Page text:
Charles Flowers

The Way We Were

The east village glows with slush in early February.
             It’s Monday & the week seems endless
at the Second Avenue Laundromat, where a girl
             with cropped green hair & silver nose ring
sits reading Portrait of a Lady, while two waiters
             from the Indian restaurant across the street
wash & fold a pile of burgundy tablecloths.
             A trace of cardamom & cumin cuts
into the warm, soapy smell of love, which hangs
             over all in this place, even the gym queen
who pouts while his boyfriend sorts their Calvins.
             When the radio turns to all news,
the Latina laundress stops making change to reach
             for the dial & a sad, clear voice fills the room,
which seems to sigh as the present slips away.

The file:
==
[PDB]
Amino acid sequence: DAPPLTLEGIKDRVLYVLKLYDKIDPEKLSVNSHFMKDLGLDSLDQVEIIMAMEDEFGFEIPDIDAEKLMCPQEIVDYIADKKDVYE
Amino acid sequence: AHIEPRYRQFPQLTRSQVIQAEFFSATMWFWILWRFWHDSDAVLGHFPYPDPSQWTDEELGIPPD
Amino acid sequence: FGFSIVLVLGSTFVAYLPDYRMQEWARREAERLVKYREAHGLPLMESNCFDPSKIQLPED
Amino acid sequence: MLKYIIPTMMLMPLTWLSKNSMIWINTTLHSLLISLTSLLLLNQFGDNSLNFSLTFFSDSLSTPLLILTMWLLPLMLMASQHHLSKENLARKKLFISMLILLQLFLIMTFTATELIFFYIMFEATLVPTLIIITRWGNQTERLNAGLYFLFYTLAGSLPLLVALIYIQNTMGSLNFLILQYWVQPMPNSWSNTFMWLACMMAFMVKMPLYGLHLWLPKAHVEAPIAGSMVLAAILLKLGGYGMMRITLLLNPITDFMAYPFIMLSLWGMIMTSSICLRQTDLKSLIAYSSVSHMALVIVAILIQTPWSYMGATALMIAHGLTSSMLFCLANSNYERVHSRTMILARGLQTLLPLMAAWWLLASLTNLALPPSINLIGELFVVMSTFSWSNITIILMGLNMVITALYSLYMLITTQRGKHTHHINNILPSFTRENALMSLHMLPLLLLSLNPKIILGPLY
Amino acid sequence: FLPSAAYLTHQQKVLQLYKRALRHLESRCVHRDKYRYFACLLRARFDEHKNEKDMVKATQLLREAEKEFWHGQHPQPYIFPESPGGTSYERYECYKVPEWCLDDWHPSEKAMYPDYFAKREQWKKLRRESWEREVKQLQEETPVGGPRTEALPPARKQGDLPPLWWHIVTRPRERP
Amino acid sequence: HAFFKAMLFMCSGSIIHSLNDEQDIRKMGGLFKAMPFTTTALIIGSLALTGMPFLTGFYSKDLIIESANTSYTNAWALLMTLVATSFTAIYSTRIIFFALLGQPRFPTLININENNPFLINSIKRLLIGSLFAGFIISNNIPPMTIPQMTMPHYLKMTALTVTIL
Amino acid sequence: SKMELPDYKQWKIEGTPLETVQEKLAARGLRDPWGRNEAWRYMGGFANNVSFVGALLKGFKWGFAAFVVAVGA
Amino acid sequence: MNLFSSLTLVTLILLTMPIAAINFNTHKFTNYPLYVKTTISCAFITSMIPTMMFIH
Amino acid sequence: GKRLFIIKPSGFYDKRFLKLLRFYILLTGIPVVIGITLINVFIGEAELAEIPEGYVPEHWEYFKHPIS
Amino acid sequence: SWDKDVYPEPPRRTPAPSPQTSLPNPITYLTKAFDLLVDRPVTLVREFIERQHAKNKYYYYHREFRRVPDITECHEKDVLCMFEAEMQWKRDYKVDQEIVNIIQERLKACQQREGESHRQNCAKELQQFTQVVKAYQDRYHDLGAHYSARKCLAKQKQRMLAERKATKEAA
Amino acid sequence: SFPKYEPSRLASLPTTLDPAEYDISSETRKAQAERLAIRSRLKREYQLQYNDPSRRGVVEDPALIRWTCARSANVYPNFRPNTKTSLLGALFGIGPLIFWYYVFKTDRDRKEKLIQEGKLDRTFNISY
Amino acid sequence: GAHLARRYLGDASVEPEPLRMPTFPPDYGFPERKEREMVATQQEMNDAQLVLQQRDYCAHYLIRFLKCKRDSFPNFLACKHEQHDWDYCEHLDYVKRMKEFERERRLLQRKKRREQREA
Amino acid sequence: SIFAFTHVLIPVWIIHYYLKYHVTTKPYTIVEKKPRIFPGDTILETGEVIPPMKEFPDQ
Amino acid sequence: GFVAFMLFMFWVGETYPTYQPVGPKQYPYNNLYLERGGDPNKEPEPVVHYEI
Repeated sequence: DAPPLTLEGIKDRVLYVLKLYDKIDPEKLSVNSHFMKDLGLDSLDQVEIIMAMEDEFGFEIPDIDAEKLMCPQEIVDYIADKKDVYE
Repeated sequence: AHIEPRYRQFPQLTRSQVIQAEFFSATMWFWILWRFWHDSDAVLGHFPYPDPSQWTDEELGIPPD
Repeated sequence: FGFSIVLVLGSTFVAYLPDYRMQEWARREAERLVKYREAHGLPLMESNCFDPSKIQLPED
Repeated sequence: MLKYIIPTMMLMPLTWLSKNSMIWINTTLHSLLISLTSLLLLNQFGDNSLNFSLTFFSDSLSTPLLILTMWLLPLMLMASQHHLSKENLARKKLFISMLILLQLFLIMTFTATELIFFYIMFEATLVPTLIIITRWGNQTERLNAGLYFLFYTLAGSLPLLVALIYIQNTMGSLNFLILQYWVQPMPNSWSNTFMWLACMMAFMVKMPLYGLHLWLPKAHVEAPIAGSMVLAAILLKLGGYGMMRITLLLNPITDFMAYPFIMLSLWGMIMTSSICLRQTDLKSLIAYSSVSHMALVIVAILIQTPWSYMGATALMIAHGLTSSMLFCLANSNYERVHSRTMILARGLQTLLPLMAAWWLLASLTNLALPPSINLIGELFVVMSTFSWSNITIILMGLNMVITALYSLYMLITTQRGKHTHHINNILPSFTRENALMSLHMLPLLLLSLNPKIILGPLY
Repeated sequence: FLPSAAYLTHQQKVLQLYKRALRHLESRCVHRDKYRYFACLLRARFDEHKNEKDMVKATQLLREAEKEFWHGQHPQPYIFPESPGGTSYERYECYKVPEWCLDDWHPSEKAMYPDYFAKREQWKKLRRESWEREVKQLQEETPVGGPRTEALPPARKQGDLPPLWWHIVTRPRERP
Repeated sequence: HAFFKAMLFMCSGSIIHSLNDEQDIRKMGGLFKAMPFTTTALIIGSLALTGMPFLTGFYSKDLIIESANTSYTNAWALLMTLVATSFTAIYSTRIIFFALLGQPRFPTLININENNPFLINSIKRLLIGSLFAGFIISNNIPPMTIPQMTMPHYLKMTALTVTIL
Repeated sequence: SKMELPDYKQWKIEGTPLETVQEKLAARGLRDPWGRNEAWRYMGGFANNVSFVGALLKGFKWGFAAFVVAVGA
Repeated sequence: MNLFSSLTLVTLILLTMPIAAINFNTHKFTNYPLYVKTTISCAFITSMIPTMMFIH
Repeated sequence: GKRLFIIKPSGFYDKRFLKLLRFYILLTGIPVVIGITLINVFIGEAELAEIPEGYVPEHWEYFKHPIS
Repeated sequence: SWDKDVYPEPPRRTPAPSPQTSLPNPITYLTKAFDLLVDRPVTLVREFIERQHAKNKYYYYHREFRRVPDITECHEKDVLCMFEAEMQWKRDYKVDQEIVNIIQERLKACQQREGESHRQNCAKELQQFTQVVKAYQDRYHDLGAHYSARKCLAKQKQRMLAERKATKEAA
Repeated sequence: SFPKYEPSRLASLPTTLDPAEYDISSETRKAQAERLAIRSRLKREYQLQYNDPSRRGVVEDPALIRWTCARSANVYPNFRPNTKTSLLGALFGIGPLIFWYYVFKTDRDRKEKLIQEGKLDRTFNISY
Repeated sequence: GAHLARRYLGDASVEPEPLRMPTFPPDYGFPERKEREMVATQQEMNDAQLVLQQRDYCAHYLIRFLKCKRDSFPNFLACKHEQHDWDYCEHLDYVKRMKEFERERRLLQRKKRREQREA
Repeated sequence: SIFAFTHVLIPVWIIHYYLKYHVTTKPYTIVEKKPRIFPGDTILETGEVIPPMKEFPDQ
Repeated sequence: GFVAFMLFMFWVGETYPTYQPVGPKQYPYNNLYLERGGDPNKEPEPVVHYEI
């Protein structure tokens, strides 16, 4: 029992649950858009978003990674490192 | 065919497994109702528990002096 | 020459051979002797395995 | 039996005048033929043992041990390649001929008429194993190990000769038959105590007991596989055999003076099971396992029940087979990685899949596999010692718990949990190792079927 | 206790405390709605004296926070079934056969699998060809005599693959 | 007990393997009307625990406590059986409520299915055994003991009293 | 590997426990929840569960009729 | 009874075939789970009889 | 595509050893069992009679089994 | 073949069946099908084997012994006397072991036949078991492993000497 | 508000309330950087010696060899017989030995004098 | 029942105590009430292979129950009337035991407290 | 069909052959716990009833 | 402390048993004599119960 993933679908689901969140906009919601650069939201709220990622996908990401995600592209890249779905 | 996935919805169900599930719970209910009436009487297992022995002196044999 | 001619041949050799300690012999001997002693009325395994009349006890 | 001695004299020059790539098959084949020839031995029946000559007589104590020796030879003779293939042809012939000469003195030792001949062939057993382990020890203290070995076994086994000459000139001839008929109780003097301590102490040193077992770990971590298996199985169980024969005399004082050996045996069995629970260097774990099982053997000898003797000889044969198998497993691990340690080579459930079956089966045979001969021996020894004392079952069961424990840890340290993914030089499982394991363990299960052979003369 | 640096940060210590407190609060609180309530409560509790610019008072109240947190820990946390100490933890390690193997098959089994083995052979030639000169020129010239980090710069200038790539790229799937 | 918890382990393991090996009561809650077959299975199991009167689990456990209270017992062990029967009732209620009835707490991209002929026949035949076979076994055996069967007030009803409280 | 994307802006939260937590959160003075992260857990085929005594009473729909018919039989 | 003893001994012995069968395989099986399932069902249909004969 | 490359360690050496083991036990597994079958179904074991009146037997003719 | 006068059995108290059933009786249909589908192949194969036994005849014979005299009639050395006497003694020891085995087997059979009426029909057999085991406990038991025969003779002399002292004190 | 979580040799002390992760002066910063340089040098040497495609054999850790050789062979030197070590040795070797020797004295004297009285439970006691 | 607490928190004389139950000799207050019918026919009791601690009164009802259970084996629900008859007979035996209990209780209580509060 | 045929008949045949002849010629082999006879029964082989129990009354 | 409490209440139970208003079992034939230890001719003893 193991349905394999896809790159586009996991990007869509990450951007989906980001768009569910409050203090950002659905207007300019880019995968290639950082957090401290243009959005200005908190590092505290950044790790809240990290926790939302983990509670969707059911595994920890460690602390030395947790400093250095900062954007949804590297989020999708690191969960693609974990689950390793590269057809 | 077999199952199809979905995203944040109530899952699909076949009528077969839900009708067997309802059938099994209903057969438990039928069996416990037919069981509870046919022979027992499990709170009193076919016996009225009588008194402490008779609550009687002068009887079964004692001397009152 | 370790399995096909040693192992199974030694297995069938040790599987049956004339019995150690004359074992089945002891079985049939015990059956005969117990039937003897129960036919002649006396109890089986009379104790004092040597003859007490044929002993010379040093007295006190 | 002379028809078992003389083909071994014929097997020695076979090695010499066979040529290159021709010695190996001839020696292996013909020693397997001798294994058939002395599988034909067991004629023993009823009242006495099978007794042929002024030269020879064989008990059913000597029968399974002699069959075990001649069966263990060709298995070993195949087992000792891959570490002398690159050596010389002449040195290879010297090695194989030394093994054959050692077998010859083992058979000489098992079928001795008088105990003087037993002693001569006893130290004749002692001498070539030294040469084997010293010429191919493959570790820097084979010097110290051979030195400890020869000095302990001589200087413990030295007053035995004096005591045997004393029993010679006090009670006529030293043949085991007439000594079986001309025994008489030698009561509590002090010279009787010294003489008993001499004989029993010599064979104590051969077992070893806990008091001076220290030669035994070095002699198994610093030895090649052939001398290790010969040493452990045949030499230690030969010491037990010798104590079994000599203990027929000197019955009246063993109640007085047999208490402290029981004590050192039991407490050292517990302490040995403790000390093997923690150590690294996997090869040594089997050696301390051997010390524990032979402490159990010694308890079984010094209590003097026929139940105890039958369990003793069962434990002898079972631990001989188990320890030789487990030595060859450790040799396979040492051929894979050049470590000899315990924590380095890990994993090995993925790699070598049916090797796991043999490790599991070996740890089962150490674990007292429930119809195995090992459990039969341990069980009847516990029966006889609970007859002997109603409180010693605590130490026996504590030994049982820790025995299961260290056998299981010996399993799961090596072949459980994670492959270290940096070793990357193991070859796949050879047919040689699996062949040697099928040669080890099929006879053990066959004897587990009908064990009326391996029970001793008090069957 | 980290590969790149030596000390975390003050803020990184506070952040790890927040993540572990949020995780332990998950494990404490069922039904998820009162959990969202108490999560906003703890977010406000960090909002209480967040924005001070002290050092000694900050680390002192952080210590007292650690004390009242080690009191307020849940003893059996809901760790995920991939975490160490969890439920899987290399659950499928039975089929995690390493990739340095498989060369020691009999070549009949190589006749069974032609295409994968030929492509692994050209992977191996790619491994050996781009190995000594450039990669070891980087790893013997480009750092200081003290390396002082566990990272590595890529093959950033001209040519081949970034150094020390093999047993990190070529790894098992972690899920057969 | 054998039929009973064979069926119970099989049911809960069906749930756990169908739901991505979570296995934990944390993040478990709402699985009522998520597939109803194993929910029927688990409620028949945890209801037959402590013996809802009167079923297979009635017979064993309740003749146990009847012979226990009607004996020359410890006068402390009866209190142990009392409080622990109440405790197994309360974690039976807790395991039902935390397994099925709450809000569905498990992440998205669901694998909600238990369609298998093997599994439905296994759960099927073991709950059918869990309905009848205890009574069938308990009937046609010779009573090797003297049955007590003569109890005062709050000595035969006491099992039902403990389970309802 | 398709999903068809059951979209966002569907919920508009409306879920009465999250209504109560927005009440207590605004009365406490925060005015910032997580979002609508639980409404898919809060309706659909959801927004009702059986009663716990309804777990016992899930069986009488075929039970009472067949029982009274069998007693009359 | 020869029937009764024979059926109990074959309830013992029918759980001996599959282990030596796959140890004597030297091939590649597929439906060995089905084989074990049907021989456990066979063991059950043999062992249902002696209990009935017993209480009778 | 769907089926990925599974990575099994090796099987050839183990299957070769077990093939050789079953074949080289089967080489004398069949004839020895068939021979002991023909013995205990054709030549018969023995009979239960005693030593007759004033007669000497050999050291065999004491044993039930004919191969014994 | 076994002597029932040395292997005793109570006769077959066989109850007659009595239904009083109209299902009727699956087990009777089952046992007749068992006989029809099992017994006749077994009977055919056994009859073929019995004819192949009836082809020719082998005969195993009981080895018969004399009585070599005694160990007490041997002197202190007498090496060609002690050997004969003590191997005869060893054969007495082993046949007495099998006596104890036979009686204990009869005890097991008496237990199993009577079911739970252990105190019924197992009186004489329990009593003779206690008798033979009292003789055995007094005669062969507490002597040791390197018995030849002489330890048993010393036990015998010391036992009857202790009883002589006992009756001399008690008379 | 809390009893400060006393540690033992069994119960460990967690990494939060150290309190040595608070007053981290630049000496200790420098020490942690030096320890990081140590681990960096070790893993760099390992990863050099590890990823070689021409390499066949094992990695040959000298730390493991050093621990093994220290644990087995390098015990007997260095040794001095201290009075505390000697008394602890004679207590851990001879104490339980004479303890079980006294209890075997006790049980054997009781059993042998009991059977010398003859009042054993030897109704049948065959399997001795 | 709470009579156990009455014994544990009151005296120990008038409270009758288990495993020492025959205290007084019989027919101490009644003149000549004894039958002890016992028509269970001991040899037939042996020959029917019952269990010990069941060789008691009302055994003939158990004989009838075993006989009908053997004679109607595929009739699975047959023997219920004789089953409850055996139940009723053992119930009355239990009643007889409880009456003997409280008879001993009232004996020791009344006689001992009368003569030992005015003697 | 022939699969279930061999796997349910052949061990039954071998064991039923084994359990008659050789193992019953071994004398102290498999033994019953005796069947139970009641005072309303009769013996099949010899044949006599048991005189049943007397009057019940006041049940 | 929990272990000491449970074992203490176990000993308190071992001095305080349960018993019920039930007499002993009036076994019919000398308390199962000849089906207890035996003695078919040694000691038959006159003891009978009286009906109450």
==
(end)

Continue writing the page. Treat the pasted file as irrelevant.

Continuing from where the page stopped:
The girl with green hair stops reading
to stare at the dryer, thinking of the farm
             in Wisconsin where her mother
hangs their sheets out to dry in the wind.
             The waiters stop folding to smile
at one another, as if to croon like shiva divas,
             while the pouty boy rises to tickle
his boyfriend, who’s lipsynching, eyes closed,
             remembering their first kiss.
And me with my Voice, projecting nostalgia
             onto strangers, willing the present
back to a memory of wanting to be held
             by my father, my desire unnamed,
before boys, before I glimpsed the way I would be.
             What can heal the churning
shame of childhood? Only the future forgives,
             the image of yourself
beyond the present, which allows you
             to smile at strangers listening to Barbra,
whose voice carries me into the winter night,
             whole & alone & humming.



“The Way We Were” first appeared in Gulf Coast.